Beginning in the middle of the main channel of the Mississippi River, at a point due east of the middle of the mouth of the main channel of the Des Moines River; thence up the middle of the main channel of the said Des Moines River to a point. on said river where the northern boundary-line of the State of Missouri, as established by the constitution of that State adopted June 12, 1820, crosses the said middle of the main channel of the said Des Moines River; thence westwardly, along the said northern boundary-line of the State of Missouri, as established at the time aforesaid, until an extension of said line intersects the middle of the main channel of the Missouri River; thence up the middle of the main channel of the said Missouri River to a point opposite the middle of the main channel of the Big Sioux River, according to Nicollet's map; thence up the main channel of the said Big Sioux River, according to said map, until it is intersected by the parallel of forty-three degrees and thirty minutes north latitude; thence east, along said parallel of forty-three degrees and thirty minutes, until said parallel intersects the middle of the main channel of the Mississippi River; thence down the middle of the main channel of the said Mississippi River to the place of beginning.

ARTICLE I.

BILL OF RIGHTS.

SECTION 1. All men are, by nature, free and equal, and have certain unalienable rights; among which are those of enjoying and defending life and liberty, acquiring, possessing, and protecting property, and pursuing and obtaining safety and happiness.

Sec. 2. All political power is inherent in the people. Government is instituted for the protection, security, and benefit of the people, and they have the right, at all times, to alter or reform the same whenever the public good may require it.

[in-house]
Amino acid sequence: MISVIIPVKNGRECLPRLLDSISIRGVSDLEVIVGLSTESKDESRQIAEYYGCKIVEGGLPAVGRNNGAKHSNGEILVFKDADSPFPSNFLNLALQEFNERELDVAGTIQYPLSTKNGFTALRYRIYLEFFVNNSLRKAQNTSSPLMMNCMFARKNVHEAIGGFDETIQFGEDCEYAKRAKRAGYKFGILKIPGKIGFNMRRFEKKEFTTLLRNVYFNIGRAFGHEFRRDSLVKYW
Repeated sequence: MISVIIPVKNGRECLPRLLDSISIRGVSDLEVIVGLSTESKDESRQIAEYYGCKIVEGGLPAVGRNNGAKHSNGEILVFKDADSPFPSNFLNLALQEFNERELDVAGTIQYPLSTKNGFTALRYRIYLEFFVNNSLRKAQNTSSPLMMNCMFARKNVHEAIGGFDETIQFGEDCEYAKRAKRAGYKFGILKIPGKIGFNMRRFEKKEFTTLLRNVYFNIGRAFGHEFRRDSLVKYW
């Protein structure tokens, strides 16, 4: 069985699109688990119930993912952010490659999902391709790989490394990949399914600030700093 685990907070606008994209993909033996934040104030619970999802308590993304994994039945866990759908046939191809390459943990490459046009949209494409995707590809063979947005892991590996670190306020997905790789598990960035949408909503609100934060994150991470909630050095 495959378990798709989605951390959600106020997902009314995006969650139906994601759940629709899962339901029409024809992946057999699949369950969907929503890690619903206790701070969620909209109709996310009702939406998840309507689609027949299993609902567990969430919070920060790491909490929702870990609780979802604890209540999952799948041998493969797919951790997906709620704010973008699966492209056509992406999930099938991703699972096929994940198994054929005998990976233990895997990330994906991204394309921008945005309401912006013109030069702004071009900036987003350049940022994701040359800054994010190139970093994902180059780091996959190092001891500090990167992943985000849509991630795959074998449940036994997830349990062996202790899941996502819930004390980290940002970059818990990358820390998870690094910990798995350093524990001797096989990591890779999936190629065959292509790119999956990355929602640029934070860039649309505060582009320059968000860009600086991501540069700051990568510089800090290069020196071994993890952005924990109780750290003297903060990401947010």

SEC. 3. The general assembly shall make no law respecting an establishment of religion, or prohibiting the free exercise thereof; nor shall any person be compelled

* This constitution was adopted at a convention which met at Iowa City January 19, 1857, and completed its labors March 6, 1857. It was submitted to the people of Iowa and ratified August 3, 1857, receiving 40,311 votes against 38,681 votes.

The word " white” was stricken out of Articles II, III, and IV by an act of the legislatures of 1867 and 1868, submitted to the people and ratified, receiving 105,384 votes against 81,384 votes.

to attend any place of worship, pay tithes, taxes, or other rates for building or repairing places of worship, or the maintenance of any minister or ministry.

SEC. 4. No religious test shall be required as a qualification for any office or public trust, and no person shall be deprived of any of his rights, privileges, or capacities, or disqualified from the performance of any of his public or private duties, or rendered incompetent to give evidence in any court of law or equity, in consequence of his opinions on the subject of religion; and any party to any judicial proceeding shall have the right to use as a witness, or take testimony of, any other person not disqualified on account of interest, who may be cognizant of any fact material to the case; and parties to suits may be witnesses, as provided by law.

SEC. 5. Any citizen of this state who may hereafter be engaged either directly or indirectly in a duel, either as principal or accessory before the fact, shall forever be disqualified from holding any office under the constitution and laws of this State.

Sec. 6. All laws of a general nature shall have a uniform operation. The general assembly shall not grant to any citizen or class of citizens privileges or immunities which upon the same terms shall not equally belong to all citizens.

Sec. 7. Every person may speak, write, and publish his sentiments on all subjects, being responsible for the abuse of that right. No law shall be passed to restrain or abridge the liberty of speech, or of the press. In all prosecutions or indictments for libel, the truth may be given in evidence to the jury, and if it appear to the jury that the matter charged as libellous was true, and was published with good motives and justifiable ends, the party shall be acquitted.

SEC. 8. The right of the people to be secure in their persons, houses, papers, and effects against unreasonable seizures and searches shall not be violated; and no warrant shall issue but on probable cause, supported by oath or affirmation, particularly describing the place to be searched, and the persons and things to be seized.

Sec. 9. The right of trial by jury shall remain inviolate; but the general assembly may authorize trial by a jury of a less number than twelve men in inferior courts; but no person shall be deprived of life, liberty, or property without due process of law.